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Do the Northern Lights Make a Mysterious 'Clapping' Sound? Listen for Yourself

Do the Northern Lights Make a Mysterious 'Clapping' Sound? Listen for Yourself

"...people can hear natural auroral sounds related to what they see."

The Blaze has brought you many fascinating pictures and time-lapsed video of the northern lights. But, if you have you ever had the chance to see the aurora borealis in person, did you try listening to them? Did you know they could even make a sound?

The sound associated with the mystical lights, which are caused by energetic particles in the atmosphere, has long been a rumor, but a new study may confirm that they do in fact make a clap or clank noise. Over 12 years, researchers at Aalto University in Finland have been trying to record these noises and finally announced they had found evidence of a sound.

The eight-second clip recorded in 2004, which was only just heard in May 2012 after the audio was copied, is thought to be the first time the sound of the northern lights has been captured by three different microphones at the same time.

Here's more from the researchers on the study:

This eight second video is extracted from a set of test recordings that have been collected within the Auroral Acoustics project (2000-2012). During this time period high-quality audio recordings were made during approximately 100 geomagnetically opportune nights at different locations in Finland. These recordings form a database that is half a terabyte in size. This short clip has been selected from some video recording experiments that were performed during some nights simultaneously and independently of the main activities.

Listen to it here:

The team also reports hearing the mysterious sound again on a recording captured in 2011. Universe Today has more from the researchers on these findings:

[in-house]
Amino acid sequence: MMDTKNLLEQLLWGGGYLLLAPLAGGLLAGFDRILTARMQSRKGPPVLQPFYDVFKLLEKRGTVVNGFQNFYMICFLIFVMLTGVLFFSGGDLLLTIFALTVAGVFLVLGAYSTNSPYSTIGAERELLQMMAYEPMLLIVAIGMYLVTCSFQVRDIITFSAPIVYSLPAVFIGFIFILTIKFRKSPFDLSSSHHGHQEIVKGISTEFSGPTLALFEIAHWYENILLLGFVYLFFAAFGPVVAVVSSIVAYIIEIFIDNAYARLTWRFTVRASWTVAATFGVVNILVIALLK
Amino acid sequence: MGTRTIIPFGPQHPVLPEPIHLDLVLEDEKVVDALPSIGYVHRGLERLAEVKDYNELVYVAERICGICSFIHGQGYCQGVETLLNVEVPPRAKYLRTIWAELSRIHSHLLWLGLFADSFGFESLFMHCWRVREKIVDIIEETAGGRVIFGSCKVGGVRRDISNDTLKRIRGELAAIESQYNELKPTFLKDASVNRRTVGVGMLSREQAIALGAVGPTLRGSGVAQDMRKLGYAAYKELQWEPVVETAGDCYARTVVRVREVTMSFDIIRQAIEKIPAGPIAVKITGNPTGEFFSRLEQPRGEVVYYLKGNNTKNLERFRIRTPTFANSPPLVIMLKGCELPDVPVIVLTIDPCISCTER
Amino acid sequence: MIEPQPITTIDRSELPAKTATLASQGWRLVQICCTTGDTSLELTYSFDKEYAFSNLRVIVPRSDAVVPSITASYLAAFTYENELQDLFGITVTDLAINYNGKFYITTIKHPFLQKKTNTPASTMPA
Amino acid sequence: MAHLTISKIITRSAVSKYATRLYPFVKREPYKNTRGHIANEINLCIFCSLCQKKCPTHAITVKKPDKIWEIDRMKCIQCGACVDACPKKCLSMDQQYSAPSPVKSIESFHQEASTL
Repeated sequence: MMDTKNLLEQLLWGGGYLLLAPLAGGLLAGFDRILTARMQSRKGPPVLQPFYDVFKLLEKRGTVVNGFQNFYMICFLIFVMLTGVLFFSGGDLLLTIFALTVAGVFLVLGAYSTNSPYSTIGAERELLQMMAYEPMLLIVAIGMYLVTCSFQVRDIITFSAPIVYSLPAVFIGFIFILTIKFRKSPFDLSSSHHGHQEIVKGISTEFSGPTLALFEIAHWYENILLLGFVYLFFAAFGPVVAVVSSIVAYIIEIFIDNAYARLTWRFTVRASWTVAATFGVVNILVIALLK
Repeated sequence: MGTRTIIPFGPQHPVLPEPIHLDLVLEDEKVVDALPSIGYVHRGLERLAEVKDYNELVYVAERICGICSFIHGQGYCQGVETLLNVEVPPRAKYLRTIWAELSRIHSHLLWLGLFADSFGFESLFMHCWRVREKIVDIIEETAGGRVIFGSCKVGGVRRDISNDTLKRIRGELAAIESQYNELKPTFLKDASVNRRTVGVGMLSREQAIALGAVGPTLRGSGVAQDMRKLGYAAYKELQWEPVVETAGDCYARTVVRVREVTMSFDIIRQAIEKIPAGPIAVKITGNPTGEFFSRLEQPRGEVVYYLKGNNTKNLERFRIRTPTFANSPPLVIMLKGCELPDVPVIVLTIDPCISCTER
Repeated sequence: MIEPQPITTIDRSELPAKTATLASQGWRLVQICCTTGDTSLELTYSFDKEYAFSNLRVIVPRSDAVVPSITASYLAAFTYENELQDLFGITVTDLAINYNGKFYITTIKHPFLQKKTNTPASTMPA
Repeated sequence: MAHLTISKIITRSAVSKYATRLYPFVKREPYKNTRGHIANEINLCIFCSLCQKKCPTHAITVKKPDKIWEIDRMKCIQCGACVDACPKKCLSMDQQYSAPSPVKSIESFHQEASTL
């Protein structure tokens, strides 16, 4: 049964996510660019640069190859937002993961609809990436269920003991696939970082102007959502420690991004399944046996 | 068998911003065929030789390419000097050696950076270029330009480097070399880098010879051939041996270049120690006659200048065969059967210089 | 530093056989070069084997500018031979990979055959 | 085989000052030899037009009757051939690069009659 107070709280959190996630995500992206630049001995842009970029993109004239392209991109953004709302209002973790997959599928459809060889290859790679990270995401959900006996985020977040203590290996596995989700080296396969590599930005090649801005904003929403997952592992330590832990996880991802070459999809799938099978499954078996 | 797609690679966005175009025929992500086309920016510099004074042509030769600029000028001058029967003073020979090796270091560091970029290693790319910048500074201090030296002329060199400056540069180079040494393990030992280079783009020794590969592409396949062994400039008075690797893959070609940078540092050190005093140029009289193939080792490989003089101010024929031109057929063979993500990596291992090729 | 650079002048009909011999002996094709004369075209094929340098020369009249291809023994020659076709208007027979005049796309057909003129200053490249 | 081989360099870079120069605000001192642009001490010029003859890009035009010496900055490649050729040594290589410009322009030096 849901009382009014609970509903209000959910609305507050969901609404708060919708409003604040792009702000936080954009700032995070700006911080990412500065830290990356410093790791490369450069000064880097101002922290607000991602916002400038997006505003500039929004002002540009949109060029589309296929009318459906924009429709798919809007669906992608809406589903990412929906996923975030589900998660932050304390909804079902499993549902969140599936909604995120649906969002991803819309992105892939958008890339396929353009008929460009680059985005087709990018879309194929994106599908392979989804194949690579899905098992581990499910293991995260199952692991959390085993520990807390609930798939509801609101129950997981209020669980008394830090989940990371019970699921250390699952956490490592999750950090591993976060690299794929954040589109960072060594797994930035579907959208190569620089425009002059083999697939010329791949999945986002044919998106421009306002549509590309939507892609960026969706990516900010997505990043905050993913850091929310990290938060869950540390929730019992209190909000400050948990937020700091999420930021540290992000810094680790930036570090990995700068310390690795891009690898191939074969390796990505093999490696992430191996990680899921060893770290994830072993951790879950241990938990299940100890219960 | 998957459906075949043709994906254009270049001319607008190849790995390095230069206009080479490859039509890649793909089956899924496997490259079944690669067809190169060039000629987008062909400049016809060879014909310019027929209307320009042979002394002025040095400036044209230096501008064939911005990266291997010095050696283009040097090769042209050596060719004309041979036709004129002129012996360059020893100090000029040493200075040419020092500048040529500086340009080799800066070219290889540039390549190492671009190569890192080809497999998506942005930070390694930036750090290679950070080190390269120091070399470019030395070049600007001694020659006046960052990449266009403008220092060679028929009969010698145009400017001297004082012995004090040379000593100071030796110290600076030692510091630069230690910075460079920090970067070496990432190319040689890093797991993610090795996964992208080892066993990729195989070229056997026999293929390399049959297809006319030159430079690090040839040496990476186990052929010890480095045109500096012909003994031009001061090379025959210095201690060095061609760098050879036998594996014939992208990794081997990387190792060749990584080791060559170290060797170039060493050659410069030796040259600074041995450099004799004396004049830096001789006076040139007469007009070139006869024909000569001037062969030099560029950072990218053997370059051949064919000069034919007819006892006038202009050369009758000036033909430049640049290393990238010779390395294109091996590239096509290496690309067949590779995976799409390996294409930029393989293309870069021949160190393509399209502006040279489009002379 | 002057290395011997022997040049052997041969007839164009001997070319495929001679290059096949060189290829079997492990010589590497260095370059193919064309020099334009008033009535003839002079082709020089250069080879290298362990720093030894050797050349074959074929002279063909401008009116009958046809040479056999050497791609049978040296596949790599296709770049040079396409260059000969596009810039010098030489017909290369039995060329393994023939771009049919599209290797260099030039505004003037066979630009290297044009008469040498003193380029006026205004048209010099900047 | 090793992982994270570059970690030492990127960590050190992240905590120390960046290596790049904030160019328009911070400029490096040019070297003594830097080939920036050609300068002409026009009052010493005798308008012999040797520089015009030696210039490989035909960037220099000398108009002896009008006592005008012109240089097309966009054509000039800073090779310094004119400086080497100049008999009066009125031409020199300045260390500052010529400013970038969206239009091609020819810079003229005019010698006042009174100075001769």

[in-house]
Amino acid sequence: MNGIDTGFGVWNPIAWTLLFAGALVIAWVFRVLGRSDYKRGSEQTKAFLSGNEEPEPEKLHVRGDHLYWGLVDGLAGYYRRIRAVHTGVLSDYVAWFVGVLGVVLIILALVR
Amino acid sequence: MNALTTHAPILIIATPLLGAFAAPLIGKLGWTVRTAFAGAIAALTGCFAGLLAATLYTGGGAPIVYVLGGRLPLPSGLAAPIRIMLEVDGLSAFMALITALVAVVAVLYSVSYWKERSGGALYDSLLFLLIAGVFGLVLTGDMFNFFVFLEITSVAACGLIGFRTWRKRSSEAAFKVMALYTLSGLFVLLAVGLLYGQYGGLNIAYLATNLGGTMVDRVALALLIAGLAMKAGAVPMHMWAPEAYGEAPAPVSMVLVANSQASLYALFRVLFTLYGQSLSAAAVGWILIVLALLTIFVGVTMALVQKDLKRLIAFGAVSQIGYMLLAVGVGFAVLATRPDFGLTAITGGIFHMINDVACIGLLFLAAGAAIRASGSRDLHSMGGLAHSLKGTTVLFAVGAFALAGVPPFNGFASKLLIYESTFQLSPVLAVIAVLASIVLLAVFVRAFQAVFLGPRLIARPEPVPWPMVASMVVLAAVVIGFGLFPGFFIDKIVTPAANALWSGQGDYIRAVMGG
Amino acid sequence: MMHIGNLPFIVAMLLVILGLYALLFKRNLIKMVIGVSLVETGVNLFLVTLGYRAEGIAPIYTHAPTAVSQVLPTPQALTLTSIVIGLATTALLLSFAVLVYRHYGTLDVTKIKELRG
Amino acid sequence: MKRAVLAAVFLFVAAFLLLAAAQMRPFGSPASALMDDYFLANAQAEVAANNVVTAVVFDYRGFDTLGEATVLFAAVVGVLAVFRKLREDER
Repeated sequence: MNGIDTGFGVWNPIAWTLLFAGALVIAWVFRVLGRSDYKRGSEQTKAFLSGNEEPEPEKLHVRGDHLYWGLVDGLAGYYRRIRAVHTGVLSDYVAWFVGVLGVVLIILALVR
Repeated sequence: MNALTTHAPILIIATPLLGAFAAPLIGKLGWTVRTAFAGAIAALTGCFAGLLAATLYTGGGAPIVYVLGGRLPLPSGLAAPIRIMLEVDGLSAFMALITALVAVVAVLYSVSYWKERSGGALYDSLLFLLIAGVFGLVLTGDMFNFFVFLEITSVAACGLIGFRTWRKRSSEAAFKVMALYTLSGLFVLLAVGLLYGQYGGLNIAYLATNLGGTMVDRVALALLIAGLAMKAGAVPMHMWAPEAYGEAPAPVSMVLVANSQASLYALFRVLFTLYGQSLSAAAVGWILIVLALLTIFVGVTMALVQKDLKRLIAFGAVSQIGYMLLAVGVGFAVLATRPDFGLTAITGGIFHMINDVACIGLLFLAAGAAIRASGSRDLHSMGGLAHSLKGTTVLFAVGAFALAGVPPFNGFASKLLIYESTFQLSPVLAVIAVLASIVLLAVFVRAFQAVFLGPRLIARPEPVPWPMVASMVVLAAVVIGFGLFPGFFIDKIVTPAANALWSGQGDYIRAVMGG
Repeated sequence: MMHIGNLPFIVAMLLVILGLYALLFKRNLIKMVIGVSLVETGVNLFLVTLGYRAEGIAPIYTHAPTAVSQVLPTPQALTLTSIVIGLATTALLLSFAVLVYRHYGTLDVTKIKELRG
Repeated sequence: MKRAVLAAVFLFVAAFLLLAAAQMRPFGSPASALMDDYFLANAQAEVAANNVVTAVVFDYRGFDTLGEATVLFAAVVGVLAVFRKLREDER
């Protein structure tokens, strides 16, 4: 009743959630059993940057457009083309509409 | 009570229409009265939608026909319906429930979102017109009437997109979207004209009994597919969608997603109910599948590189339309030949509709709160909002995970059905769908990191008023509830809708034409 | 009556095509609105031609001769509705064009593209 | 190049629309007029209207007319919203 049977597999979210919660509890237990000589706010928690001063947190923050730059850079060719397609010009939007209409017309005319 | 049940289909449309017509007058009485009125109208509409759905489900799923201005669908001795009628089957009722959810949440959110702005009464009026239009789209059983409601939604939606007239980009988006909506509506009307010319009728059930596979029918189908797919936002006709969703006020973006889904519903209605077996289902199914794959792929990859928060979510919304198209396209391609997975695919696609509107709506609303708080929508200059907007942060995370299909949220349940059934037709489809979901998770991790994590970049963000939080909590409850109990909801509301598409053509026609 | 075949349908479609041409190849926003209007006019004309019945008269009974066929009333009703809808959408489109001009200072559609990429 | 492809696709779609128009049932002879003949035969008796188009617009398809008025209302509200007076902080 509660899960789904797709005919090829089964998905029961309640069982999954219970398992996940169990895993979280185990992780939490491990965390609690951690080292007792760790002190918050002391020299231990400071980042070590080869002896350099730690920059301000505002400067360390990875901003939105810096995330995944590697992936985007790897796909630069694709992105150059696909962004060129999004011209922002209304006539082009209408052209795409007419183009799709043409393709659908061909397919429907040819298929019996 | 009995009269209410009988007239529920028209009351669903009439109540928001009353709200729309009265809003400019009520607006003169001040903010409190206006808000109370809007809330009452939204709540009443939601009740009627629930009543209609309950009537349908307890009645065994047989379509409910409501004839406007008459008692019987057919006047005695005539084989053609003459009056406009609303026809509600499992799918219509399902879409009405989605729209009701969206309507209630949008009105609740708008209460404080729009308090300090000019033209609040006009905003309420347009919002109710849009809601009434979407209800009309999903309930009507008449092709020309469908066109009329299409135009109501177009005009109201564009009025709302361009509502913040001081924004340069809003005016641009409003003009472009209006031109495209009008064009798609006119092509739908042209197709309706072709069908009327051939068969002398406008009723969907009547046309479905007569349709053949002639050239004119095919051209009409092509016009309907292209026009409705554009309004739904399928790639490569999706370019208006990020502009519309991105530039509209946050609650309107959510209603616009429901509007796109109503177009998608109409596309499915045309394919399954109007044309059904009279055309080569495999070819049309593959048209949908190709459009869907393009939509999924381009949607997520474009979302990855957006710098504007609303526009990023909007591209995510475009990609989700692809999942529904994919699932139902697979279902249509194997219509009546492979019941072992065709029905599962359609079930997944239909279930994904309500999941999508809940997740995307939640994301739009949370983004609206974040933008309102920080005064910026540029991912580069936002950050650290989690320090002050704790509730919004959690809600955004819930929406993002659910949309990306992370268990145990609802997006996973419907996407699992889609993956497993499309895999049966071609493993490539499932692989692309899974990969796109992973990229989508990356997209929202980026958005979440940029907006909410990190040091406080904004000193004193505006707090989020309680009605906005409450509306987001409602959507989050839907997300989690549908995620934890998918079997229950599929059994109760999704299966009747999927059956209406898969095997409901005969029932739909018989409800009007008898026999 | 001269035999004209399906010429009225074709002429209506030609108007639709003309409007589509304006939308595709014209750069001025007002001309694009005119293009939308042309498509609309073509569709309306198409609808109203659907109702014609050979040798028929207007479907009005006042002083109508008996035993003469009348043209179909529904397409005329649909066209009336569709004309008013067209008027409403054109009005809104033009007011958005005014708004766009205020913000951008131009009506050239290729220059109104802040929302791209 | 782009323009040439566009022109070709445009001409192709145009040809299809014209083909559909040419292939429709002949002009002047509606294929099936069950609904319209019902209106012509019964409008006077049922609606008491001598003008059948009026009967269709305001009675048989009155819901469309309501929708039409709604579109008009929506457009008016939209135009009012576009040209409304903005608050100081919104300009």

“In the past, researchers thought that the aurora borealis was too far away for people to hear the sounds it made,” said Unto K. Laine from Aalto University in Finland. “However, our research proves that the source of the sounds that are associated with the aurora borealis we see is likely caused by the same energetic particles from the Sun that create the northern lights far away in the sky. These particles or the geomagnetic disturbance produced by them seem to create sound much closer to the ground.”


“Our research proved that, during the occurrence of the northern lights, people can hear natural auroral sounds related to what they see,” said Laine.

The researchers report that the material is still experimental so the science may not be officially sound on it yet. What exactly causes the noise is also still unknown. The researchers report the sounds not being regularly associated with the northern lights. They also state that given the different descriptions of the sounds -- crackles or muffled bangs -- they believe the mechanism by which they're caused could vary. They do believe their results open "a new phase in the Auroral Acoustics project."

The researchers presented these experimental findings at the ICSV19 proceedings in Vilnius, Lithuania, this week.

(H/T: GeekOWire)

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